projects

The 1949 Jacket pattern

Introducing the 1949 Jacket Pattern by Pendleton!

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This is based on our famous ’49er jacket, star of our women’s line debut in 1949. Read about it here: The Pendleton ’49er jacket

The joy of sewing your own jacket is that you can make all the changes you’d like to.

  • Choose a plaid, a stripe or a solid wool – even a jacquard pattern!
  • Add or omit pockets.
  • Add a self-belt.
  • Lengthen or shorten the body and sleeves.
  • Use any buttons you’d like – maybe some special vintage buttons you’ve been saving for a project!
  • Sew it up in cotton for summer wear.

The list is endless! So call and order yours today. We are so excited about this one! And click here to check out the wonderful wools we have available: Plaids and Apparel fabrics

More information:

  • The 1949 jacket pattern has eleven pieces.
  • Description: The Pendleton 1949 Jacket is based on the original Pendleton ’49er. It is an unstructured, unlined jacket with a straight hem. Button front has a French placket and peaked lapels. Flanged shoulders allow ease of movement. Long sleeves are finished with single-button rounded cuffs. Two open patch pockets can be cut on the bias, matched to grain, or omitted.
  • Recommended fabrics:
  • Pendleton Umatilla wool. Lightweight woven fabrics, including denim.
  • Fabric needed:
  • 60″ – bias pockets 2.5 yards, grain-matched pockets 2 yards.
  • 45″ – bias pockets 3.5 yards, grain-matched pockets 3 yards.
  • Small fits a size 4 to 6, Medium fits a size 8 to 10, Large fits a 12 to 14. Please call or email us for exact body measurements. Call to order: 503-535-5786
  • Also, thanks to popular demand, this pattern is in development for Plus sizes!
projects

Letterman’s Jacket with Pendleton Fabric

New Twist on a Letterman’s Jacket

We have a long history of providing wool to the makers of lettermen’s jackets, but this is the first one we’ve seen that uses our incredible jacquard-woven patterned wool.

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Alysia designed this jacket for her son, Phillip, who lettered in football (4 years) and basketball (1 year) at White Swan High School in Washington state. Phillip’s family is so proud of his accomplishments, and this jacket was a great way to show it.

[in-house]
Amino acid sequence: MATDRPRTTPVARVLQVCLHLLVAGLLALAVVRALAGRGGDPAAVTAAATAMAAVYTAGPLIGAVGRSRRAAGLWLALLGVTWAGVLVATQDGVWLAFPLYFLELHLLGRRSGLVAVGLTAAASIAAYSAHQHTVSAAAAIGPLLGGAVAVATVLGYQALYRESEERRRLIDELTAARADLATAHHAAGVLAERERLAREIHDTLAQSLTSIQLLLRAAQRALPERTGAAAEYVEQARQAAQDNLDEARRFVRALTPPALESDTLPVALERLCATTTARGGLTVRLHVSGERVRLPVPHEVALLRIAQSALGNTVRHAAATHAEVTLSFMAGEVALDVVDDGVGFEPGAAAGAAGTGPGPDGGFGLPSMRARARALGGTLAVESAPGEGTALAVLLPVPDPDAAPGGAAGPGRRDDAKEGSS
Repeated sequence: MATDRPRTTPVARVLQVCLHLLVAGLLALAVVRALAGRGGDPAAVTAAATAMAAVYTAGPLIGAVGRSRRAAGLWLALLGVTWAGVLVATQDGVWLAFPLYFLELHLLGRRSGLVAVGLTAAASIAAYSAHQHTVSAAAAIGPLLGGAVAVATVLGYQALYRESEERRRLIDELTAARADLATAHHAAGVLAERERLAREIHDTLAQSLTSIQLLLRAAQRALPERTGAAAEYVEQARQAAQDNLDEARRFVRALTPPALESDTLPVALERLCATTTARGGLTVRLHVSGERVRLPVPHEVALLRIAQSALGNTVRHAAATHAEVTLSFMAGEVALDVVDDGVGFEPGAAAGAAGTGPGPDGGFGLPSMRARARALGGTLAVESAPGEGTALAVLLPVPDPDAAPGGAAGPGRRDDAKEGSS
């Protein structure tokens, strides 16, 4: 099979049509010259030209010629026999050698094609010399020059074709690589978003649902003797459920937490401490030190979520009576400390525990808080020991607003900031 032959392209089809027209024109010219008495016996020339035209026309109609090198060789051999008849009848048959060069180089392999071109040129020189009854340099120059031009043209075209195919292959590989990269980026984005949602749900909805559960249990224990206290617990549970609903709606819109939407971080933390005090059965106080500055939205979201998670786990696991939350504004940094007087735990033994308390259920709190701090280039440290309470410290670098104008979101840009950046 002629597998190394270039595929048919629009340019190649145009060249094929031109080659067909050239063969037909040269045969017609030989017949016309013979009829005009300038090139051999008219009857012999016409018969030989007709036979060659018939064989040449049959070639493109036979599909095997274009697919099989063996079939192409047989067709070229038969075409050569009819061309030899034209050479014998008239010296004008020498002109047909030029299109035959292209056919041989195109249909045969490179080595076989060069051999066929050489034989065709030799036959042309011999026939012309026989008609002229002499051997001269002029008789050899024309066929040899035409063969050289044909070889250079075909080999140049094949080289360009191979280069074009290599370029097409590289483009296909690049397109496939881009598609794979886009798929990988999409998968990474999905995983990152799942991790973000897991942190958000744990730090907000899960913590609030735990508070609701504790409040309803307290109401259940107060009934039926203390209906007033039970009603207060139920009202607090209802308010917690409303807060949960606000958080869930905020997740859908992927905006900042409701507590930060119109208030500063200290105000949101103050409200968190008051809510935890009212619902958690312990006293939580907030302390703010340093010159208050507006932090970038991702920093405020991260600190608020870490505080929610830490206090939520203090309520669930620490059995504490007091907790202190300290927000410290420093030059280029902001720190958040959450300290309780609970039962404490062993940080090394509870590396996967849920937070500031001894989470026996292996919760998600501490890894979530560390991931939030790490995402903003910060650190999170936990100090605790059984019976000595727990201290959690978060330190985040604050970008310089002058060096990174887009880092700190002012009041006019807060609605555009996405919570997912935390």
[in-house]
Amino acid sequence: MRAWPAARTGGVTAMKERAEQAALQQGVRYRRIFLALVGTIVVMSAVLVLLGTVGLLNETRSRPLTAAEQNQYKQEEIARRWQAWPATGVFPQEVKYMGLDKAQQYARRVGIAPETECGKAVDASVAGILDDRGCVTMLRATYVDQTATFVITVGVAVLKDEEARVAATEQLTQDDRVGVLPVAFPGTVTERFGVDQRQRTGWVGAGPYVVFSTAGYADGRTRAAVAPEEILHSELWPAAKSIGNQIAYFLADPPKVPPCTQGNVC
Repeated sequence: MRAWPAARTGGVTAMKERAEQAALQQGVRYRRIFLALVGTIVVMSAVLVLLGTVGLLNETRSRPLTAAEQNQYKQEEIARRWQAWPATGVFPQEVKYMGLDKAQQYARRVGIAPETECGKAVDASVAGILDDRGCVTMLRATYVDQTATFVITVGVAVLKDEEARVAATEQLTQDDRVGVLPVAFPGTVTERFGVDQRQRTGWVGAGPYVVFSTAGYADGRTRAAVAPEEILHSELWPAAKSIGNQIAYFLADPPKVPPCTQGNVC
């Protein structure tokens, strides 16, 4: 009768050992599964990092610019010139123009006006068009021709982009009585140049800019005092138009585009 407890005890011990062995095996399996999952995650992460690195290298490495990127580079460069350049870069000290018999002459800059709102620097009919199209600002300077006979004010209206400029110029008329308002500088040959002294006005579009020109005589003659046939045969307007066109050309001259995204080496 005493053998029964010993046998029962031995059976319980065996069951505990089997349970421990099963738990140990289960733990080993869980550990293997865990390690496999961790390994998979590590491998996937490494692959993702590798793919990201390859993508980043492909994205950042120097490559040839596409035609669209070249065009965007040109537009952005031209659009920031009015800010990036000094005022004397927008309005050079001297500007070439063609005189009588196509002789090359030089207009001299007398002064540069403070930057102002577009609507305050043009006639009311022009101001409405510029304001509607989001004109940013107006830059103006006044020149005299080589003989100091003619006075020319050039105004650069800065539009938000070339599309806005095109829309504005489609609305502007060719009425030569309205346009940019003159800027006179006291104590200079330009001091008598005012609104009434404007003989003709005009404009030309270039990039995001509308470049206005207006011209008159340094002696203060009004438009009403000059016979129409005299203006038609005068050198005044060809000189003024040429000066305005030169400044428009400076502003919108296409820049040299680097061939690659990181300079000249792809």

Alysia patterned and cut the jacket in our Rio Rancho fabric and full grain leather. She had it sewn by a professional shop that has the proper machinery to sew with leather.

Thanks to Alysia for sharing this great jacket, and congratulations to Phillip. Here’s to his bright future!

projects

Customer Project – Sierra Trapeze Coat in Rio Rancho

A woman with blond curly hair stands in an urban setting wearing a coat made with Pendleton wool in Rio Rancho, a red and black pattern with white geometric shapes.

Creative Customer

We were treated to these beautiful photos of her latest project by Andrea Hungerford, a local designer. We are delighted to share them with you.

A woman with blond curly hair stands in an urban setting wearing a coat made with Pendleton wool in Rio Rancho, a red and black pattern with white geometric shapes.

Here is Andrea’s note:

Hi – as a local Oregon sewing and knitwear designer, I wanted to share my latest sewing pattern, the Sierra Trapeze Coat – made from fabrics I purchased at the Pendleton Woolen Mill Store!  You can find this pattern in Lookbook No. 8 of By Hand Serial, a series of books all about fiber and fabric makers.  

A woman with blond curly hair walks down a path in a forested setting wearing a coat made with Pendleton wool in Rio Rancho, a red and black pattern with white geometric shapes.

The fabric is Rio Rancho in Black.

swatch of Pendleton wool fabric in Rio Rancho Black, a black, red and cream colored fabric with geometric shapes.

Learn more here: Wool Fabrics (new tab)

By Hand Serial is a tri-annual travelogue written by makers, for makers. Written and produced by Andrea Hungerford, this book series focuses on local crafting communities that are helping incubate, encourage, and support folk who are exploring a wide variety of craft related businesses and artistic pursuits.

Says Andrea, “Our readership, while still growing, is enthusiastic about every issue. Unlike other modern craft publications, our focus is not just on what is being made, but on the hands that are actively creating it.”